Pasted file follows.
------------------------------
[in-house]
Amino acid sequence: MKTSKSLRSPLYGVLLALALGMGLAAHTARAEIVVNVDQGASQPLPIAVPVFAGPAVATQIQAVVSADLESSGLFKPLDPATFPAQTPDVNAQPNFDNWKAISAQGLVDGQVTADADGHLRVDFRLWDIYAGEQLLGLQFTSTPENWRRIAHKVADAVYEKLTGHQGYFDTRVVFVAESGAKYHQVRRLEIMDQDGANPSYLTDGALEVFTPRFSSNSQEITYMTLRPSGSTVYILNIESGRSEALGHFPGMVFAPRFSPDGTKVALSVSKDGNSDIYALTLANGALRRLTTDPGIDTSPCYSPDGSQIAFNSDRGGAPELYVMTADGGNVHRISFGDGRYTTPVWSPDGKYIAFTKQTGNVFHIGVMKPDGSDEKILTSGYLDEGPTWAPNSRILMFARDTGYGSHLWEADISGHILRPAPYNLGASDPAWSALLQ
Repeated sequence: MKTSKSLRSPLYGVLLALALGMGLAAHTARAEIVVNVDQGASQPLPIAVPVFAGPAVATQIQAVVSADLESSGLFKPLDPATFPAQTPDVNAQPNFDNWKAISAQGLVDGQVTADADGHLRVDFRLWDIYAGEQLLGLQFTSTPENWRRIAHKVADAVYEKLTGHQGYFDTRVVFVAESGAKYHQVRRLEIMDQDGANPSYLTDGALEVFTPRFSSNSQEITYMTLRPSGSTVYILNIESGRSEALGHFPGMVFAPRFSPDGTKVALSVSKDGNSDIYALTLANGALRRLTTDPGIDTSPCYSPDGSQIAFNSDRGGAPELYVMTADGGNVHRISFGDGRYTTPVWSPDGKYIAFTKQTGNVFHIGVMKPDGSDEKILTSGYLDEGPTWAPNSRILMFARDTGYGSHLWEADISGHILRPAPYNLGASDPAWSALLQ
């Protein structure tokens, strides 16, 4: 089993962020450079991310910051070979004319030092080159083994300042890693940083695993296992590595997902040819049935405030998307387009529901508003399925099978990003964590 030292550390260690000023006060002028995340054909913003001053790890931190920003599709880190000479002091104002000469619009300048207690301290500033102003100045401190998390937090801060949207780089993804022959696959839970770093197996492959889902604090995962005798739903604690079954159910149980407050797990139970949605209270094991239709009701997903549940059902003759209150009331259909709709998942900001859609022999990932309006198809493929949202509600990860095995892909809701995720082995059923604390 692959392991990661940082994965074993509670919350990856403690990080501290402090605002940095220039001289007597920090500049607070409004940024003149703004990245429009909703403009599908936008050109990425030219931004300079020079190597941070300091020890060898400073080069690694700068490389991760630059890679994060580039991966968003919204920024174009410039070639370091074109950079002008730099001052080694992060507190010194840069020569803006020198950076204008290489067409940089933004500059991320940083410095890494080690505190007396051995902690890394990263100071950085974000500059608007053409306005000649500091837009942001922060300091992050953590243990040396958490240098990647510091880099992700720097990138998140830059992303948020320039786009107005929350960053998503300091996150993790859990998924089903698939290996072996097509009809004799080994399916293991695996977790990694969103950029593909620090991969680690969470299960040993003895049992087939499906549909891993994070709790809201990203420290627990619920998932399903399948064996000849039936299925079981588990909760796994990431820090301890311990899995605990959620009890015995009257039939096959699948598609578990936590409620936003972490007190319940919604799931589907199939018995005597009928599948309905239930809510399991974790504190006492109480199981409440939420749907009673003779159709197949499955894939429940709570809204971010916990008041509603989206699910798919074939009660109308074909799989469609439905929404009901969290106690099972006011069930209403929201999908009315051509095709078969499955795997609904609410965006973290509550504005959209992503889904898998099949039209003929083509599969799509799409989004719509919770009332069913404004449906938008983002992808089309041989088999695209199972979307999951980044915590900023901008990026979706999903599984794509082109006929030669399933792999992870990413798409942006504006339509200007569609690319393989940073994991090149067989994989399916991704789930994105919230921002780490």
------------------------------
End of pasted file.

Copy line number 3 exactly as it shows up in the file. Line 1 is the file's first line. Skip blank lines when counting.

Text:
Repeated sequence: MKTSKSLRSPLYGVLLALALGMGLAAHTARAEIVVNVDQGASQPLPIAVPVFAGPAVATQIQAVVSADLESSGLFKPLDPATFPAQTPDVNAQPNFDNWKAISAQGLVDGQVTADADGHLRVDFRLWDIYAGEQLLGLQFTSTPENWRRIAHKVADAVYEKLTGHQGYFDTRVVFVAESGAKYHQVRRLEIMDQDGANPSYLTDGALEVFTPRFSSNSQEITYMTLRPSGSTVYILNIESGRSEALGHFPGMVFAPRFSPDGTKVALSVSKDGNSDIYALTLANGALRRLTTDPGIDTSPCYSPDGSQIAFNSDRGGAPELYVMTADGGNVHRISFGDGRYTTPVWSPDGKYIAFTKQTGNVFHIGVMKPDGSDEKILTSGYLDEGPTWAPNSRILMFARDTGYGSHLWEADISGHILRPAPYNLGASDPAWSALLQ